The ‘ominous challenges’ in healthcare for manufacturers include, what else? More costs. Deloitte’s Paul H. Keckley urges companies to take an active role in the debate.
The events of the past few months might lead to a conclusion that health reform is dead, but it is not. A comprehensive bill is probably off the table, but a series of bills at the federal and state levels in tandem with budgetary maneuvers and actions by Medicare will likely result in health reform one bill at a time. As a result, health reform will continue to be center stage, though in a new costume. But how should manufacturers interpret Health Reform 2.0?
Health Reform: A Fresh Start?
Several events in the past few weeks have led to Health Reform 2.0. Consider the following:
- The election of Massachusetts State Senator Scott Brown Jan. 19 as the 41st Republican in the U.S. Senate in January changed the health reform political landscape. Yet he’s on record as a proponent of health reform and co-sponsored Governor Romney’s reform bill as a state senator in 2006.
- In the Office of Management and Budget’s FY11 budget released Feb. 1, $900 billion of the $3.8 trillion budget is healthcare. President Obama, Budget Chairman Kent Conrad and the Congressional Budget Office have carefully noted spending on “entitlements” must be reduced if the nation’s economic recovery is to be successful.
- States have taken up where House and Senate bills left off. Measures to provide mandates, universal coverage, employer mandates, individual mandates, liability reform and Medicaid funding are priorities in the current legislative sessions of many states.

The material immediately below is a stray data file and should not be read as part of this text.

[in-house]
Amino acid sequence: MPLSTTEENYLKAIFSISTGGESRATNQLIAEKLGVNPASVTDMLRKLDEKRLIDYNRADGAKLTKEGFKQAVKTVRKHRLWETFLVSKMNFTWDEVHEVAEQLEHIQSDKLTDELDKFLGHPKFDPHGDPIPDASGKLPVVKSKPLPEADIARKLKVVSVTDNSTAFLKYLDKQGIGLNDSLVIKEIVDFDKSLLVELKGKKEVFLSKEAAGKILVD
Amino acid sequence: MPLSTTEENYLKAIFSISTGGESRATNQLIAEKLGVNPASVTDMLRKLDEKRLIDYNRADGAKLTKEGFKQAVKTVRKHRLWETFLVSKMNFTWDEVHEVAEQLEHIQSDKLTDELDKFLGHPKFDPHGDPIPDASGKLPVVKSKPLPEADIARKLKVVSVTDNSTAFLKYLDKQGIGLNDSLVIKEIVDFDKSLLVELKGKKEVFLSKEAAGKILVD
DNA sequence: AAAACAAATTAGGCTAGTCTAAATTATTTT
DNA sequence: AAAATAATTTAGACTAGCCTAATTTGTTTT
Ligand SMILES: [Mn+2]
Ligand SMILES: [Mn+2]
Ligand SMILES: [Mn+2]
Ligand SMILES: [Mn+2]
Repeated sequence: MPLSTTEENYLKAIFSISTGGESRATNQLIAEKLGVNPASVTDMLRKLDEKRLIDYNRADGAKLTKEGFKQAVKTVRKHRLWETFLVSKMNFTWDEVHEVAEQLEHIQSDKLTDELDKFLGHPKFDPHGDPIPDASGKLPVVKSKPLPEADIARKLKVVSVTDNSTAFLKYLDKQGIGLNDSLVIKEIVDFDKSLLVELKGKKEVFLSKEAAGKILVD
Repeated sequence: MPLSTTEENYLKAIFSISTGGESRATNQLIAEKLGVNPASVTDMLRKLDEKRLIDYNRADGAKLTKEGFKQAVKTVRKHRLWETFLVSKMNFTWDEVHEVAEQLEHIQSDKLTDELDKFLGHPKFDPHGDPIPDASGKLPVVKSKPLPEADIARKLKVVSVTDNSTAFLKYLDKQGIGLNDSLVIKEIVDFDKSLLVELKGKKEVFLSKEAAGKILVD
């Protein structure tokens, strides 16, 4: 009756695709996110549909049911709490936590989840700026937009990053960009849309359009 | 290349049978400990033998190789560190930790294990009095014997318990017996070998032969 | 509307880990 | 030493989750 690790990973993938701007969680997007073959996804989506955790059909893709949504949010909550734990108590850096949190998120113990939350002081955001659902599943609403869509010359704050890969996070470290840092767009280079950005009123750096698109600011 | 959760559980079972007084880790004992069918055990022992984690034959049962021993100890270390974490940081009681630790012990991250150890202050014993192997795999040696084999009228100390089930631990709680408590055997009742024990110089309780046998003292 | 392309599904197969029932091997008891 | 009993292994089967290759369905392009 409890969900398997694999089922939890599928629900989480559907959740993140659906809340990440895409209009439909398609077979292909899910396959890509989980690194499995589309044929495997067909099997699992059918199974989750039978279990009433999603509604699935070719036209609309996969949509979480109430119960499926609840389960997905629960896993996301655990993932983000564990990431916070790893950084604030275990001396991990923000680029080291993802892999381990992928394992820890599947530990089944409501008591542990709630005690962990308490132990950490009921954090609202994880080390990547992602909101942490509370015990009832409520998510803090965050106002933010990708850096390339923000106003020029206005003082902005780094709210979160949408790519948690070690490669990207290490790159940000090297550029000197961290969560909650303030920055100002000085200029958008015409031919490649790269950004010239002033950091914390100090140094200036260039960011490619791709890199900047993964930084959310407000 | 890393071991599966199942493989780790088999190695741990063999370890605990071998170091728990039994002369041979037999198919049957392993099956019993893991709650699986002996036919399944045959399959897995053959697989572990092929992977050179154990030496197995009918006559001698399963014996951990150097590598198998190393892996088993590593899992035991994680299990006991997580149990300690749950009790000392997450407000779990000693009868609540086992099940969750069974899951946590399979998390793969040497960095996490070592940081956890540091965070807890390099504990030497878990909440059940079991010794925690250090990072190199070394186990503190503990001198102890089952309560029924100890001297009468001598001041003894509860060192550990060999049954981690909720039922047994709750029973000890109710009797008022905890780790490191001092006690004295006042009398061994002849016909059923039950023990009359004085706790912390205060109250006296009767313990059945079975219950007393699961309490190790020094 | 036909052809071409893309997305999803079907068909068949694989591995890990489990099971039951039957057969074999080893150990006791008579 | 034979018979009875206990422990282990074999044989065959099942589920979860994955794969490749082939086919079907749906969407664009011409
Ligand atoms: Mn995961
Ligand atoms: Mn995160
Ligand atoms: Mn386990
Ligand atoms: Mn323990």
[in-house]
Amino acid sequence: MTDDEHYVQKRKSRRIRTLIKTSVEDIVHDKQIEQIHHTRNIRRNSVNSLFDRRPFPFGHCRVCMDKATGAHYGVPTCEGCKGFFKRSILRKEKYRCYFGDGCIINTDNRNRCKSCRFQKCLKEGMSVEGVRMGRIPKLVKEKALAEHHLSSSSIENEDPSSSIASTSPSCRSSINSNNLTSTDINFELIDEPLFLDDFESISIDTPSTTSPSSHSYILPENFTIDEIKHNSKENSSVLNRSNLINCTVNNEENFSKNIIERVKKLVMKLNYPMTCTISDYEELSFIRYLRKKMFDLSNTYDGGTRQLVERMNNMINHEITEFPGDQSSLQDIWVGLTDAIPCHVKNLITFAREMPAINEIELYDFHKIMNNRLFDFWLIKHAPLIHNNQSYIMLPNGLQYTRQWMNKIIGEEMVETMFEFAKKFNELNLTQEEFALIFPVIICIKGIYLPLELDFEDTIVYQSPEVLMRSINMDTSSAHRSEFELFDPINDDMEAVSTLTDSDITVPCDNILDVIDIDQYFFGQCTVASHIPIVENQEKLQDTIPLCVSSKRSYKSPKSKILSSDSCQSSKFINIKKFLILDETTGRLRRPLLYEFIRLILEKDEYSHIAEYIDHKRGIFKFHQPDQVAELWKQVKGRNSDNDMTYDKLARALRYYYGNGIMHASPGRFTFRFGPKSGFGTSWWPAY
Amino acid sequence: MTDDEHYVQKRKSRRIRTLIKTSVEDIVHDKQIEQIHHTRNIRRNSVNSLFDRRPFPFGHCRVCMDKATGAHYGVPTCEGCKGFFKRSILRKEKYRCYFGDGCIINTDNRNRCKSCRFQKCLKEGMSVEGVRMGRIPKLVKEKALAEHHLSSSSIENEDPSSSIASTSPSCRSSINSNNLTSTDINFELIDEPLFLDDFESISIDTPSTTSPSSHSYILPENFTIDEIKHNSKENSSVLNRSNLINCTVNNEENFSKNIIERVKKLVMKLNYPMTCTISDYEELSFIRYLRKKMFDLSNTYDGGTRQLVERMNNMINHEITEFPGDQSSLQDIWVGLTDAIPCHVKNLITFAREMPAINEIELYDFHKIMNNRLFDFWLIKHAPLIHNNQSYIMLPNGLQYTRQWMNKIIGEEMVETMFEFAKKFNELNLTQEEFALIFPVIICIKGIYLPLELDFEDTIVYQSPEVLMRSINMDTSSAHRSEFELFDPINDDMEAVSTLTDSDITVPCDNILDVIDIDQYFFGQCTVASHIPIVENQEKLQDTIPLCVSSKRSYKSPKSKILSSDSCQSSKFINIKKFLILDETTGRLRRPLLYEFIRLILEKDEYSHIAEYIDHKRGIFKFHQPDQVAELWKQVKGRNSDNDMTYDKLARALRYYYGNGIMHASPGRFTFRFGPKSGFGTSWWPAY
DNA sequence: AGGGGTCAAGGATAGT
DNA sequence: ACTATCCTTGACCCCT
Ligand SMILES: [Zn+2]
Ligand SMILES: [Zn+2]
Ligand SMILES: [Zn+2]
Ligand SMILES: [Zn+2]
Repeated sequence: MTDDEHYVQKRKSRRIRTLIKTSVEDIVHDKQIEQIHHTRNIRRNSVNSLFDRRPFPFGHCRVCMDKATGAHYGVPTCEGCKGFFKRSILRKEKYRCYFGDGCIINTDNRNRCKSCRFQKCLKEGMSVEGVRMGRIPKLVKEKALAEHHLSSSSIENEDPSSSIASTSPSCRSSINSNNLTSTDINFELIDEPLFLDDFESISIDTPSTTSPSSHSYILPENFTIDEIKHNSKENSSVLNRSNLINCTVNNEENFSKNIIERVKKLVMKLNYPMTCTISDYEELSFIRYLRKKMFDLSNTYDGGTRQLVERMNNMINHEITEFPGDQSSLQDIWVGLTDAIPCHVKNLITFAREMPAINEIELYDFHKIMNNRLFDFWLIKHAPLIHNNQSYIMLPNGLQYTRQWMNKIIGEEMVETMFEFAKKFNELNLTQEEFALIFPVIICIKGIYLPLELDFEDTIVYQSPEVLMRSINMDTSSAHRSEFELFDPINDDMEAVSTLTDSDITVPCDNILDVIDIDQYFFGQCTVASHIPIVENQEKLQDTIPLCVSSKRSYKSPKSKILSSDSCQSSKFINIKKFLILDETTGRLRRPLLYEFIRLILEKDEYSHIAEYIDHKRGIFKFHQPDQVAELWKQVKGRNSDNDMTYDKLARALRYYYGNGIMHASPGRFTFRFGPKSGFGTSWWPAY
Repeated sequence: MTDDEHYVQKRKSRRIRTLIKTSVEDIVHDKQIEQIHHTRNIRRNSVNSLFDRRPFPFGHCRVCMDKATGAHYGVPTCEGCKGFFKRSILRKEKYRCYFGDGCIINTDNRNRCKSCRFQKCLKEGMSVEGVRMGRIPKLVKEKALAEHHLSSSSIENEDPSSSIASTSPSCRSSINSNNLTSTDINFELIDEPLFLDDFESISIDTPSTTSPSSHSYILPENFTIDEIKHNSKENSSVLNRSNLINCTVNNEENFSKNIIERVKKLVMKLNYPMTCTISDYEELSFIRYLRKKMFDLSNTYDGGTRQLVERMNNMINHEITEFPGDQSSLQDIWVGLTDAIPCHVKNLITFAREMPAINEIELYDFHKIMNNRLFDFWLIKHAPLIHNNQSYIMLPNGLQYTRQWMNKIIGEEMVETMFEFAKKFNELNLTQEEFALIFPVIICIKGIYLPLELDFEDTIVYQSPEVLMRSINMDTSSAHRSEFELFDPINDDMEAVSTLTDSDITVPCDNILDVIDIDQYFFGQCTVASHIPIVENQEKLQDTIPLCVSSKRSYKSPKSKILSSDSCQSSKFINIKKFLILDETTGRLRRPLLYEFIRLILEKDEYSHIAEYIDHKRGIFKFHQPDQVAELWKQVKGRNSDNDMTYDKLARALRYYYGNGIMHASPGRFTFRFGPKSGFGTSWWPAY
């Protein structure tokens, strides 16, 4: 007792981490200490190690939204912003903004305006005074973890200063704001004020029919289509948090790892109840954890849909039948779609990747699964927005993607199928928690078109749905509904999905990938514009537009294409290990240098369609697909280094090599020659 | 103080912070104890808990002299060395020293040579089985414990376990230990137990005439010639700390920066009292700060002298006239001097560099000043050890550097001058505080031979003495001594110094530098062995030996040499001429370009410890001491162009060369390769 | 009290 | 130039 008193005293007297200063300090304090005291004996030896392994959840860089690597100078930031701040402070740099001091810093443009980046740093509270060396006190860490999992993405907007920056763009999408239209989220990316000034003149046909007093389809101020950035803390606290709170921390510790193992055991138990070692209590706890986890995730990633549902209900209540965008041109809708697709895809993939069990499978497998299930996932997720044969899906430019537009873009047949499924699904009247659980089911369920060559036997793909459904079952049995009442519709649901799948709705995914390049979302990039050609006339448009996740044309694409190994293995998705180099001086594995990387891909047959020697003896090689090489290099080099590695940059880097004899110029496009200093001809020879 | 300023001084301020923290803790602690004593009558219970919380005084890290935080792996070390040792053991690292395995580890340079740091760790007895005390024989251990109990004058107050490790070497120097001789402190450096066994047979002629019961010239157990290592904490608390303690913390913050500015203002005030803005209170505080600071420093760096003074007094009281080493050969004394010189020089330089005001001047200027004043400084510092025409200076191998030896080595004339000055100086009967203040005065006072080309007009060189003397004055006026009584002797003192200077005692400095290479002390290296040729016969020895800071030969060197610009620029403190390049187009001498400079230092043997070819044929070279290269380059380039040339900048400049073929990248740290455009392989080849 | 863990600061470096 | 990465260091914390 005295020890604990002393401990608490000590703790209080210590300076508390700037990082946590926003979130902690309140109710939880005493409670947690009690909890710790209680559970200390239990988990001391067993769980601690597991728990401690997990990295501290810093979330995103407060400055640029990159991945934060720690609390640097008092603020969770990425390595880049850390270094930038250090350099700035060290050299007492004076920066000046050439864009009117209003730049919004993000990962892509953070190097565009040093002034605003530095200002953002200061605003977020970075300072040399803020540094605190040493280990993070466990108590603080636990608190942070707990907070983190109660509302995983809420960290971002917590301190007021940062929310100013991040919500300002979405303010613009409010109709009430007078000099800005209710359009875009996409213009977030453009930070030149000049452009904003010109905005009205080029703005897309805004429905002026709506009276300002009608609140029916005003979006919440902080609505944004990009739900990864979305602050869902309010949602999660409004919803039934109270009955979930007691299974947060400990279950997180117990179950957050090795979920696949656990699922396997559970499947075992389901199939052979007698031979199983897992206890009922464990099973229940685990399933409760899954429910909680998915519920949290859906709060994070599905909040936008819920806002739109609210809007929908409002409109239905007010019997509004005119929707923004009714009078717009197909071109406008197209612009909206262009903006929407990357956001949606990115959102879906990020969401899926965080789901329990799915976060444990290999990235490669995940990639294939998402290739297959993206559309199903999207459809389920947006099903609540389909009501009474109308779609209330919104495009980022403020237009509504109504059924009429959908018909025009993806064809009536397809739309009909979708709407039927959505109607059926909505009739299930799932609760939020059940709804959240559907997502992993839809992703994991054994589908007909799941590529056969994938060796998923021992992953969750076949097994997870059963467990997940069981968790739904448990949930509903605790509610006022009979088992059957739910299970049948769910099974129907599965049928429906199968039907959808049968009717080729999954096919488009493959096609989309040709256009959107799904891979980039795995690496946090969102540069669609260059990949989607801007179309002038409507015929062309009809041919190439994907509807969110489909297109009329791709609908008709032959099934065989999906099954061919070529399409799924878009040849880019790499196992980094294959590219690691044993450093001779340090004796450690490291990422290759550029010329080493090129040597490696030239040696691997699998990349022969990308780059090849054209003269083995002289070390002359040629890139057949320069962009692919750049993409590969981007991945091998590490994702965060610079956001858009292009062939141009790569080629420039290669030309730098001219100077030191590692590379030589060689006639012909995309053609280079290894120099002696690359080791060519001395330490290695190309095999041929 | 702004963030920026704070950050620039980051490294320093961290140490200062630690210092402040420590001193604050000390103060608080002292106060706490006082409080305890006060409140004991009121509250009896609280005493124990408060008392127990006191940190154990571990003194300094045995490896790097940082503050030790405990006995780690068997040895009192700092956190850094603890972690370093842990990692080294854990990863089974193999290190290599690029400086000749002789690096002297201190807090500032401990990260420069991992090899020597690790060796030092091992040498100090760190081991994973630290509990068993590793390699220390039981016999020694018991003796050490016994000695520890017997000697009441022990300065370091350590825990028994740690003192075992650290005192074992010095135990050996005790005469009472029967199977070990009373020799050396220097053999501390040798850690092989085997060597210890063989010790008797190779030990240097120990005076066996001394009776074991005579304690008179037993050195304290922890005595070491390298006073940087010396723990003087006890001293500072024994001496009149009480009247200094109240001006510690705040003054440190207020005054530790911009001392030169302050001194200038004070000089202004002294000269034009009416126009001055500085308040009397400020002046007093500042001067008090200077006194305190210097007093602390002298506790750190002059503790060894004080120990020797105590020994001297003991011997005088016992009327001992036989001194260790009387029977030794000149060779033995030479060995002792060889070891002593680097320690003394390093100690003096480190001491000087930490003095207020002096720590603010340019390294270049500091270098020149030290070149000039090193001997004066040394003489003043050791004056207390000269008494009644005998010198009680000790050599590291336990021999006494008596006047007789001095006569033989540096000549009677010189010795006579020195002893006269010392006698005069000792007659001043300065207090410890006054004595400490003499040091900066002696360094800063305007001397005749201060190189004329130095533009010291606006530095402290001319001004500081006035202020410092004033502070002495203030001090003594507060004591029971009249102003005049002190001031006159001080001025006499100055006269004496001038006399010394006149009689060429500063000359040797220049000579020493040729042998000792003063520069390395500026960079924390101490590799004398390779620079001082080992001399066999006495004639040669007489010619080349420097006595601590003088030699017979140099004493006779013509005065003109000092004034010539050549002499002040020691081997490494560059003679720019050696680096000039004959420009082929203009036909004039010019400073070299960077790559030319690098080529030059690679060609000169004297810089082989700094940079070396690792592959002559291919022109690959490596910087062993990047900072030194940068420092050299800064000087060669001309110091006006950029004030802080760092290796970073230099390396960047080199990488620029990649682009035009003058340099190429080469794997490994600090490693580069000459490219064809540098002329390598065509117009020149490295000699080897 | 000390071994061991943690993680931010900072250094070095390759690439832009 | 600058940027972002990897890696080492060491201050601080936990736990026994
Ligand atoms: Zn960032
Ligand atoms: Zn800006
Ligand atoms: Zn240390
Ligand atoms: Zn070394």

- And finally, members of Congress intent on having something to show for the 2009’s “year of health reform” are introducing bills about bite-size pieces of the comprehensive bill.
Given these efforts, and the potential, legislative efforts toward health reform are likely to continue, though a comprehensive bill appears unlikely.
What does health reform 2.0 mean to a manufacturer?
The likelihood of a la carte health reform over the next two to three years portends ominous challenges to U.S. manufacturers. Given its forecast compound growth rate of 6.2 percent through 2019 and burgeoning numbers of boomers entering Medicare, it is highly unlikely health cost increases will slow. For manufacturers, the realities are that health benefits costs for employees and dependents will increase dramatically. According to the Deloitte Center for Health Solutions, for a self-insured company, health benefits costs will increase at least 8 percent; for a fully insured company, up to 8 to 12 percent depending on its size. The reasons?
- Hospitals and physicians will transfer shortfalls in reimbursement from Medicare and Medicaid to commercially insured patrons – a “hidden tax” of more than $1,000 per year per employee.
- Given cuts in “entitlements,” the likelihood providers will pass through higher costs is high.
- As legislators seek to regulate the commercial insurance industry, premium increases will reflect increased operating costs associated with compliance.